Shoppers World Discount Stores was founded in March 1956 with a single store by two ex-New Englanders, Alvin D. Star and Jerome Spier, both of whom worked as buyers for Boston’s legendary Filene’s department store chain. Eager to go into business on their own, they first considered opening a chain of ladies’ specialty stores, according to Robert Drew-Bear’s book Mass Merchandising. Upon visiting the super-successful Ann and Hope discount outlet in Cumberland, Rhode Island, they reset their sights on the world of discounts.
After scouting a number of locations in the greater Boston area, Star and Spier decided to pull up stakes and plant their flag in Chicago instead, where Star’s brother lived. The first store was opened at the intersection of Milwaukee, Foster, and Central Avenues. Some months later, Shoppers World number two opened in Cicero, followed by a third store in 1958 in Melrose Park. By 1960, a Highland, Indiana store had been added along with two more Chicago locations.
The Lincoln, McCormick, and Devon store was in the West Ridge community of Chicago, across the street from Lincoln Village Shopping Center, that opened on August 15, 1962.
|Pandemonium broke out in this 1962 grand opening of the brand new Shoppers World Discount Store, located at 6211 North Lincoln Avenue in Chicago.|
The stores sold a mix of clothing, housewares small appliances, and toys. In their early years, like a number of discount chains, including E.J. Korvettes, Shoppers World ran afoul of the era’s “fair trade” laws, which allowed manufacturers to set a floor below which prices of certain items could not be set. The company found itself blacklisted by a number of well-known vendors but seemed to find a creative way around that, by setting up a special “wholesale” organization under a different name to buy from those vendors, then putting the items on sale in the Shoppers World stores. Fortunately for Shoppers World and the rest of the discount store chains, most fair trade laws went the way of the dinosaur by the early sixties.
|Similar to the Devon Avenue entrance to Shoppers World.|
In 1961, Star and Spier sold their six-store chain to Chicago-based Aldens, which was at the time the fourth largest catalog retailer in the United States. The new parent company invested heavily in Shoppers World, growing the chain to 14 stores (ranging from 40,000 to 120,000 square feet each). There were now stores in these Chicago suburbs as well - Mount Prospect, Niles, Oak Lawn, Chicago Heights and also in Gary, Indiana as well as downstate Decatur, Illinois and one store in more distant St. Paul, Minnesota.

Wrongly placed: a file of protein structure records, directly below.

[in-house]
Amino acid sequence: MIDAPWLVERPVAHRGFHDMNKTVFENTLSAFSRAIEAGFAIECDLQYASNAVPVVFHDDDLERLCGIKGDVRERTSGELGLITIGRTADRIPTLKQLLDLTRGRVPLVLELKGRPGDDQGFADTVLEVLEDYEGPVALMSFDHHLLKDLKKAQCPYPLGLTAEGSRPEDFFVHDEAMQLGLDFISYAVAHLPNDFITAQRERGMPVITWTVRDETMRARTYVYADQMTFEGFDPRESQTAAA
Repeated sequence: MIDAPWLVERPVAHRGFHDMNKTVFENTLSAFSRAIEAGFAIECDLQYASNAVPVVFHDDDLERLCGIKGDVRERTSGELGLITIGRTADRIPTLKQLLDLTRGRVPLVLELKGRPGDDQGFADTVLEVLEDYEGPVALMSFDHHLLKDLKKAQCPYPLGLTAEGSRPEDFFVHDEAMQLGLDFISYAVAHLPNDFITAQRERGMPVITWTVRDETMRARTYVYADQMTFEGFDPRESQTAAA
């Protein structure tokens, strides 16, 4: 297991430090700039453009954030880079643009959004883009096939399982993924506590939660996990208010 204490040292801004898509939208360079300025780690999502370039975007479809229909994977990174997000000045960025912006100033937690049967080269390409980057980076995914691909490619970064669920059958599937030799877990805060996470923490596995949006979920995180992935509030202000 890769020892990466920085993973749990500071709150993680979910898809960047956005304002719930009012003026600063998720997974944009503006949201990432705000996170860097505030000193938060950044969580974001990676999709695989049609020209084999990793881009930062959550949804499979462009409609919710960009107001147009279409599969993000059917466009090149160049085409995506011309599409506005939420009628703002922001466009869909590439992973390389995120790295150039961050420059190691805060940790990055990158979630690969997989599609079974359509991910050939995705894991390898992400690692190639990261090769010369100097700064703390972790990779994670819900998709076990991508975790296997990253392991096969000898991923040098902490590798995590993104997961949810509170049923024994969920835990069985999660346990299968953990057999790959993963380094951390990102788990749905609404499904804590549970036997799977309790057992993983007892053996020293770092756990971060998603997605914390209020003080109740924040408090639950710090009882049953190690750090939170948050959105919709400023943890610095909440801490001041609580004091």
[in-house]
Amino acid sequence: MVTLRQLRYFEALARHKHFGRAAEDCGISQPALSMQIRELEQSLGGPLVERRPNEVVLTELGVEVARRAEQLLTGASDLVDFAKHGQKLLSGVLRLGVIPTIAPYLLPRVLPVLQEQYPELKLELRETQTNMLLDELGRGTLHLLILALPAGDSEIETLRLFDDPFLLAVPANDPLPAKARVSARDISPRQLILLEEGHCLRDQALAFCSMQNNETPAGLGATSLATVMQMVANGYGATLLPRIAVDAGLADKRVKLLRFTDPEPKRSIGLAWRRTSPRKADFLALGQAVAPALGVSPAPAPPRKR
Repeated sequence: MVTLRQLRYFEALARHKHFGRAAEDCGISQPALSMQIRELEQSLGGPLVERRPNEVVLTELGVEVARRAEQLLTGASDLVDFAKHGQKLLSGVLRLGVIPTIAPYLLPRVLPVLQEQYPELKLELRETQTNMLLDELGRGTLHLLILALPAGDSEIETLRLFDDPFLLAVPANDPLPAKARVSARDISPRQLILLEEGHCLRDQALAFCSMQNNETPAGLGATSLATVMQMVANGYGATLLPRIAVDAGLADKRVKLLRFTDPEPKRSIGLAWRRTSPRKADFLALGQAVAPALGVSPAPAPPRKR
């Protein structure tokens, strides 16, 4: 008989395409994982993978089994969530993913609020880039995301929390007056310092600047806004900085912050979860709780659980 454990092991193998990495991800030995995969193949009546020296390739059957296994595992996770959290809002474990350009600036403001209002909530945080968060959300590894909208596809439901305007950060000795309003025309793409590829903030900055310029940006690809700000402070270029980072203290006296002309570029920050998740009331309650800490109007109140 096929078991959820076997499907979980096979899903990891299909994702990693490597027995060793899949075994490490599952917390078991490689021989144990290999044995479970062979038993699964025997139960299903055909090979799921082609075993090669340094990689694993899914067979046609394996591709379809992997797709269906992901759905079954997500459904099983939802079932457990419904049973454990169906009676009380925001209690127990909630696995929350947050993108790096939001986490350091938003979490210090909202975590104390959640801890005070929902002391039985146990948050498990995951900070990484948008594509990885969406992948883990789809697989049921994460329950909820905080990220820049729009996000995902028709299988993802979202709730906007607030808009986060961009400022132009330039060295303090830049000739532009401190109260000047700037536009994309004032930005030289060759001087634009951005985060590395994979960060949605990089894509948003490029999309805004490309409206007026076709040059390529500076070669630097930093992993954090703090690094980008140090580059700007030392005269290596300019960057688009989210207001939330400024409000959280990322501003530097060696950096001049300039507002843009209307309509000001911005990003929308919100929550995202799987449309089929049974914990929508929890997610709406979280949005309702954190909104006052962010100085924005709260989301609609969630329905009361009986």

Aldens itself was acquired at the close of 1964 by Gamble-Skogmo, Inc., owner of several retail chains -Gambles, Skogmos and Tempo, among others with most of their locations in America’s heartland, and Clark’s and Maclean’s in Canada.
The Shoppers World story wound down pretty quickly from there, with Gamble-Skogmo’s sale of the still 14-store strong chain in 1967 to Community Discount Stores, whose name the stores took on.
The Lincoln Avenue store became a Zayre after Community’s demise,. The Zayre chain closed in 1990 after several years of financial losses.
Next came a Super K Center (Kmart) store which feature a garden center, a video rental store, a branch of a local bank, an arcade, a portrait studio, a Jackson Hewitt tax center, a pharmacy, grocery store and usually a deli cafe or Little Caesars Pizza station. This store which was one of the 326 stores closed in 2002 and 2003 from a chapter 11 bankruptcy filing.
Home Depot razed the structure at Lincoln Avenue and built a new retail building using one of the standard Home Depot store blueprints. Home Depot is still open at this location.
Compiled by Dr. Neil Gale, Ph.D.
I lived a few blocks from the first store in Jefferson Park. I bought my first LP at that store for about $3. It was also the first album by The Who in 1965. I still have The album!ReplyDelete
man, that is cool!Delete
I remember going to Community as a kid, when I lived a few blocks east of it in the early- to mid-70s. I also remember going to Zayre occasionally, although I'd already moved a bit northwest of the immediate area.ReplyDelete
Use to be one on Narragasett and Fullerton before the Brickyard was around in Chgo.ReplyDelete
I worked for a Community Discount Store that was on Clark Street and either Fullerton Avenue or Belmont Avenue, in Chicago, in the mid-1970's, for about seven months. It was on the right side of the street, going North. I remember there was a Bank on the same side of the street on the corner. Even if I had stayed there longer, my job wouldn't have existed after 1986. There isn't a Company or Business that I had worked for between 1974 to 1988 that is still in existence. That is such a shame!ReplyDelete
I helped close that store. It was on the island of Clark, Broadway,and Belmont.Delete